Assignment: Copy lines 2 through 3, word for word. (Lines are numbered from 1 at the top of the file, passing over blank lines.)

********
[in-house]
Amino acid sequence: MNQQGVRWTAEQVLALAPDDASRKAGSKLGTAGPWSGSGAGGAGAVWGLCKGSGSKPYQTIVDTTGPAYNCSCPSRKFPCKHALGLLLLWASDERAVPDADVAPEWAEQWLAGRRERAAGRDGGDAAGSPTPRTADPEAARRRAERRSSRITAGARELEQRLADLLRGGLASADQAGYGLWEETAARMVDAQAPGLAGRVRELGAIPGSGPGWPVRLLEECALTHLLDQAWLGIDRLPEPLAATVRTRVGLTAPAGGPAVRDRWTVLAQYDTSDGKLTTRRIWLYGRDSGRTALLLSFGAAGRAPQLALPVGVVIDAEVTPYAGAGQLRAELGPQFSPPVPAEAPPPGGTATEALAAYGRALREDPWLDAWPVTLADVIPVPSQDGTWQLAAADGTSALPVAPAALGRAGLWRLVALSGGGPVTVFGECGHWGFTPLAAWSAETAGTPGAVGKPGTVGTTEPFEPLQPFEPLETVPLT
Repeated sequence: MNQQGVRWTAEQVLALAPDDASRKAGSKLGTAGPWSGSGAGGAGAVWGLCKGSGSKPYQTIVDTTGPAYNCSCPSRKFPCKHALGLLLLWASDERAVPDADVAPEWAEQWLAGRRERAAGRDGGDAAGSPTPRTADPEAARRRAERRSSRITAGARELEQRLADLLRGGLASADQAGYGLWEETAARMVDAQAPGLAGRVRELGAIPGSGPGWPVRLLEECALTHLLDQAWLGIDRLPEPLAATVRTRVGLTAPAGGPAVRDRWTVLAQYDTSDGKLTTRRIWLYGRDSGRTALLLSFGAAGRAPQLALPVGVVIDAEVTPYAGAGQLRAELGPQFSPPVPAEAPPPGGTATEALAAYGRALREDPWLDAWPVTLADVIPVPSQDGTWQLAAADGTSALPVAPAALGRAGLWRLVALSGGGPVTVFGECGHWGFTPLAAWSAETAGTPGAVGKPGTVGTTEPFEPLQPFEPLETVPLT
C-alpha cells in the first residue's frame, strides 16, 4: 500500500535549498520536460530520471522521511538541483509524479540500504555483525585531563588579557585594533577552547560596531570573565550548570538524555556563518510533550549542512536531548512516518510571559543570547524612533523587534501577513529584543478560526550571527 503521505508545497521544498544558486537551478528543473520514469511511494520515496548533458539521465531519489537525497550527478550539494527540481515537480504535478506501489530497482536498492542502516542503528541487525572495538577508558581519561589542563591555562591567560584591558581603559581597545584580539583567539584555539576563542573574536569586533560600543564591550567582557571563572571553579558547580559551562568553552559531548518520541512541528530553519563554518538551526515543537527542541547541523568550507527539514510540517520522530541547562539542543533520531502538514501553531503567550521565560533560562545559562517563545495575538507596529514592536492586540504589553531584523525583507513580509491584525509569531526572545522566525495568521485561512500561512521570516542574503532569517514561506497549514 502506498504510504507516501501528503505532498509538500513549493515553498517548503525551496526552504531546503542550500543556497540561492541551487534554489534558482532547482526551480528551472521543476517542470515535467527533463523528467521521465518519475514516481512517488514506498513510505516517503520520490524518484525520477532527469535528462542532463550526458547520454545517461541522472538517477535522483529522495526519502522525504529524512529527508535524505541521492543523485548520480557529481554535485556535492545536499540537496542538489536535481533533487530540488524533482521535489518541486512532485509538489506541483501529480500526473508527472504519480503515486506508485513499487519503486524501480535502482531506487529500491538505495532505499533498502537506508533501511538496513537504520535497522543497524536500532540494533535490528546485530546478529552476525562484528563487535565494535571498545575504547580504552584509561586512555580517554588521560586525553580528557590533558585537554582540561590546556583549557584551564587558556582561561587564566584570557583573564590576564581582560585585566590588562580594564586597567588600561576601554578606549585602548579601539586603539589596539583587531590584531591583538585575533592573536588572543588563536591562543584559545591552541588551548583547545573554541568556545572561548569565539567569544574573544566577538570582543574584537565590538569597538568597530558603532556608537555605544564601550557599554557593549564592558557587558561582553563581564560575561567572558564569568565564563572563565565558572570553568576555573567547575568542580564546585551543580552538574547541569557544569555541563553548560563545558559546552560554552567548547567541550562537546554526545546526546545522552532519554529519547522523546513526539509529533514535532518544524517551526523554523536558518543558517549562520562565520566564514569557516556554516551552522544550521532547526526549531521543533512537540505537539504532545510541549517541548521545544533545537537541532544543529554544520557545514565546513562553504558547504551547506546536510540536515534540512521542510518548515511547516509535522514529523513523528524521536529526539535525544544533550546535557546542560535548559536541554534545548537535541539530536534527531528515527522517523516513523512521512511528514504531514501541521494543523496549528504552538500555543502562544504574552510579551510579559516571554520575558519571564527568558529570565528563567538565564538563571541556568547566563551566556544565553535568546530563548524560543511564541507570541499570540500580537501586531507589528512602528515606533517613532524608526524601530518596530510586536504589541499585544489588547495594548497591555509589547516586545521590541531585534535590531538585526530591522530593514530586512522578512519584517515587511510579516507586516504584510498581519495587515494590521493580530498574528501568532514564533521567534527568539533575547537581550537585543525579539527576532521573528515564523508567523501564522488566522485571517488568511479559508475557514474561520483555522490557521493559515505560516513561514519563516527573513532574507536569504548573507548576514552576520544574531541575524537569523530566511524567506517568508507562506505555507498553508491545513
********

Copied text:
Amino acid sequence: MNQQGVRWTAEQVLALAPDDASRKAGSKLGTAGPWSGSGAGGAGAVWGLCKGSGSKPYQTIVDTTGPAYNCSCPSRKFPCKHALGLLLLWASDERAVPDADVAPEWAEQWLAGRRERAAGRDGGDAAGSPTPRTADPEAARRRAERRSSRITAGARELEQRLADLLRGGLASADQAGYGLWEETAARMVDAQAPGLAGRVRELGAIPGSGPGWPVRLLEECALTHLLDQAWLGIDRLPEPLAATVRTRVGLTAPAGGPAVRDRWTVLAQYDTSDGKLTTRRIWLYGRDSGRTALLLSFGAAGRAPQLALPVGVVIDAEVTPYAGAGQLRAELGPQFSPPVPAEAPPPGGTATEALAAYGRALREDPWLDAWPVTLADVIPVPSQDGTWQLAAADGTSALPVAPAALGRAGLWRLVALSGGGPVTVFGECGHWGFTPLAAWSAETAGTPGAVGKPGTVGTTEPFEPLQPFEPLETVPLT
Repeated sequence: MNQQGVRWTAEQVLALAPDDASRKAGSKLGTAGPWSGSGAGGAGAVWGLCKGSGSKPYQTIVDTTGPAYNCSCPSRKFPCKHALGLLLLWASDERAVPDADVAPEWAEQWLAGRRERAAGRDGGDAAGSPTPRTADPEAARRRAERRSSRITAGARELEQRLADLLRGGLASADQAGYGLWEETAARMVDAQAPGLAGRVRELGAIPGSGPGWPVRLLEECALTHLLDQAWLGIDRLPEPLAATVRTRVGLTAPAGGPAVRDRWTVLAQYDTSDGKLTTRRIWLYGRDSGRTALLLSFGAAGRAPQLALPVGVVIDAEVTPYAGAGQLRAELGPQFSPPVPAEAPPPGGTATEALAAYGRALREDPWLDAWPVTLADVIPVPSQDGTWQLAAADGTSALPVAPAALGRAGLWRLVALSGGGPVTVFGECGHWGFTPLAAWSAETAGTPGAVGKPGTVGTTEPFEPLQPFEPLETVPLT